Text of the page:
‘To make the world wiser’ – Charles Dickens
English is vital for communicating with others in school and in the wider world, and is fundamental to learning in all curriculum areas. In studying English, pupils develop skills in speaking, listening, reading and writing that they will need to participate in society and employment. Pupils learn to express themselves creatively and imaginatively and to communicate with others confidently and effectively.
Mr C Curtis – Head of English
Key Stage 3
In Key Stage 3, we endeavour to provide an interesting and stimulating curriculum in four hours a week. All students are given the opportunity to develop their language and literature skills and this is done through a variety of written tasks, reading activities and drama based activities.
In Year 7 students study a range of topics from heroes and villains in literature to Shakespeare plays, as well as exploring ideas in classic and contemporary poetry / fiction and non-fiction.
Year 8 further develop their skills by reading and researching Charles Dickens ‘Great Expectation’ and enjoy writing their own horror stories.
In Year 9 a more in-depth approach to Shakespeare is encouraged by exploring modern interpretations and students study a range of different texts in detail.
In each year, students will study a range of texts, including poetry, Shakespeare, classic literature, a novel and a variety of non-fiction texts.
We expect all students to read at home as part of their weekly homework. We ask students to monitor that reading in a reading log each week/
Additionally, we set students in Years 7 to 9 a weekly homework of spellings.
We expect students to be regularly revising aspects of English so they are prepared for lessons and work in class. We regularly test the knowledge that students need for success.
In addition to this, teachers will set additional homework, which might include planning, drafting and researching an aspect related to English.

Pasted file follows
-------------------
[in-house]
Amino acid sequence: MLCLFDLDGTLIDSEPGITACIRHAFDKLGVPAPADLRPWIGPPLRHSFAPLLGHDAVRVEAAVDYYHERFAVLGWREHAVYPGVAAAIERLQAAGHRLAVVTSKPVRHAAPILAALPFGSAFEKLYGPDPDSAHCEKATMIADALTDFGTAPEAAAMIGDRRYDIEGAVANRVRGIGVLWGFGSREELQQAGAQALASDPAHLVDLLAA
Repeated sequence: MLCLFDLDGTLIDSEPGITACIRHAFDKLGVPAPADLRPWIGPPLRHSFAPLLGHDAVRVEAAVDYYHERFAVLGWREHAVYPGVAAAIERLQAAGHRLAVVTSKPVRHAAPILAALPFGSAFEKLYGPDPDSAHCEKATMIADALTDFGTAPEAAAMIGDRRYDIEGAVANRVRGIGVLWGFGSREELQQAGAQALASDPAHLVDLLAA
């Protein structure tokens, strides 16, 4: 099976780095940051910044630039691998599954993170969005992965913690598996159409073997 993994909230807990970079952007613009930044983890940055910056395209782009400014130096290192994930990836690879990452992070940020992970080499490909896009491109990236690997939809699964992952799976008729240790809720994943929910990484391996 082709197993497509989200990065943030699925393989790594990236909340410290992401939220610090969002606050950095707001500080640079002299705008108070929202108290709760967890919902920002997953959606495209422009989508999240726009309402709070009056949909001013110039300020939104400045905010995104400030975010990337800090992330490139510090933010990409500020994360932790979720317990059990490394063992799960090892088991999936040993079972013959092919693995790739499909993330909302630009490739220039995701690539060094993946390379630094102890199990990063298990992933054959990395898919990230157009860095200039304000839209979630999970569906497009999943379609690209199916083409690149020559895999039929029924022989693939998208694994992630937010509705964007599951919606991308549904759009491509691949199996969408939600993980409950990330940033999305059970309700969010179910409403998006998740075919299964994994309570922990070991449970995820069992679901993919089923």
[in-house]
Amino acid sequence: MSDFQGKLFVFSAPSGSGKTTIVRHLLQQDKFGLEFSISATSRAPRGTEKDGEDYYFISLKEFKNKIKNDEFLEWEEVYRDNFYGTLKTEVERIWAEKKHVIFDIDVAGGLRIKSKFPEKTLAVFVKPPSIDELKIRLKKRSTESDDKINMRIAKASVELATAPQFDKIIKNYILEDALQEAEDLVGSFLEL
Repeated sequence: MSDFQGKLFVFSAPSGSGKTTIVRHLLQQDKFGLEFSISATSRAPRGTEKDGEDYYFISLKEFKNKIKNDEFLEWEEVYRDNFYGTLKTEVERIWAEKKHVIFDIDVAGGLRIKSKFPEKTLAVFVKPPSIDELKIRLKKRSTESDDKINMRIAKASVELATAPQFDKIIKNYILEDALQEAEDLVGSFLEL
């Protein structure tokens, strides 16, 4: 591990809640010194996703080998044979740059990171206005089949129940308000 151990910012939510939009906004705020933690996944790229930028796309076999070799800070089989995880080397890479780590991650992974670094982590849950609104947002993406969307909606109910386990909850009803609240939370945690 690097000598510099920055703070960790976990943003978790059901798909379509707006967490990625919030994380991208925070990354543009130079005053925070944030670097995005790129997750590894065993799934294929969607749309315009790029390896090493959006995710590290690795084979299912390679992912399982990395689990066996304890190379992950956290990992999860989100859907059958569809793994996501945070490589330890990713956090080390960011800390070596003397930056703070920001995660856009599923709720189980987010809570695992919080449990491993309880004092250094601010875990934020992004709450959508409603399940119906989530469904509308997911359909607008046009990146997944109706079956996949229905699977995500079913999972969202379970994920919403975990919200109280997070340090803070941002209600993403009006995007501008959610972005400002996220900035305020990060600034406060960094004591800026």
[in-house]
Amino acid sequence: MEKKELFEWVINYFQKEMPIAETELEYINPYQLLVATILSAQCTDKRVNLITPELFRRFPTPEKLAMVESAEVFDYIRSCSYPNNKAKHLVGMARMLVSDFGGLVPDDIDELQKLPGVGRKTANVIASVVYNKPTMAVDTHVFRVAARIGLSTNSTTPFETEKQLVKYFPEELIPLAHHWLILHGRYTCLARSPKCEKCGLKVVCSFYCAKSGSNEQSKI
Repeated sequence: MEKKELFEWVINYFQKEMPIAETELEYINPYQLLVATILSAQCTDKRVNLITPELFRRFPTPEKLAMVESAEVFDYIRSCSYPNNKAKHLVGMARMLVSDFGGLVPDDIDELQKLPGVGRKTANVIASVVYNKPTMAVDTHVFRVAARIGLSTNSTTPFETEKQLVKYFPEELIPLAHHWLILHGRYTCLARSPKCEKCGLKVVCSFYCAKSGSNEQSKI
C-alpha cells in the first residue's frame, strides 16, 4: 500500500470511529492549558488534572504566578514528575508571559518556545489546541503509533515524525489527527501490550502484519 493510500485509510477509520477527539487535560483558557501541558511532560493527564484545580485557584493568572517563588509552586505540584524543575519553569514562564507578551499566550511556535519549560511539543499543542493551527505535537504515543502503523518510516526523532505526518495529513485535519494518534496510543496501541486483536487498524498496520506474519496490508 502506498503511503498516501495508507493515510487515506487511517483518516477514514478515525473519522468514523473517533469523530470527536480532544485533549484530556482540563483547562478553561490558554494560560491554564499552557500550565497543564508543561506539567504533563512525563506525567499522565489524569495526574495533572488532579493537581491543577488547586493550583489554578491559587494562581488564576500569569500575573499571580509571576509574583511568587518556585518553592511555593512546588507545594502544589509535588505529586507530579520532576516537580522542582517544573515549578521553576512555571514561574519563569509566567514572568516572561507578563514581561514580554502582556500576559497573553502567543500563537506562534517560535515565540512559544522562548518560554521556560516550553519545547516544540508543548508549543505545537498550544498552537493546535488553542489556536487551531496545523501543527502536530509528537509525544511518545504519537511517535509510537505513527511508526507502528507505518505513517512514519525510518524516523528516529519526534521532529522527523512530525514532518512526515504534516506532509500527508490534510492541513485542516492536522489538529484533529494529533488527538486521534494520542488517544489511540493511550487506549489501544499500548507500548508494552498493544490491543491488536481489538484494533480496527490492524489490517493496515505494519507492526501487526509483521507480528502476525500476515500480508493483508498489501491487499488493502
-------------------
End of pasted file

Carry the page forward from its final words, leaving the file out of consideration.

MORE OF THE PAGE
Key Stage 4
All students study two GCSEs in English: English Literature GCSE; and English Language GCSE. Both courses are assessed through several exams and there is no coursework or controlled assessment element.
Students are expected to read a wide range of texts (fiction and non-fiction) for the English courses. The exams in Literature are closed book exams. This means that students cannot have a copy of the text in the exam. Therefore, it is important that students read and reread the set texts provided by their class teacher over the two years.
The English Language GCSE is assessed through two exams at the end of Year 11.
Also, students are assessed for their speaking and listening skills throughout the two-year course, but this does not contribute to the final grade of their GCSE. Students are awarded a separate endorsement at the end of the course for their speaking and listening skills.
The English Literature GCSE is assessed through two exams at the end of Year 11.
The texts students study are:
William Shakespeare’s ‘Romeo and Juliet’
There are no tiers in any of the exams. All students are entered for the same exams.
All examinations for the GCSE English courses will take place in the summer of Year 11.
Useful websites for revision and support:
As a department, we use the PixLit app to help students revise for the GCSE exams.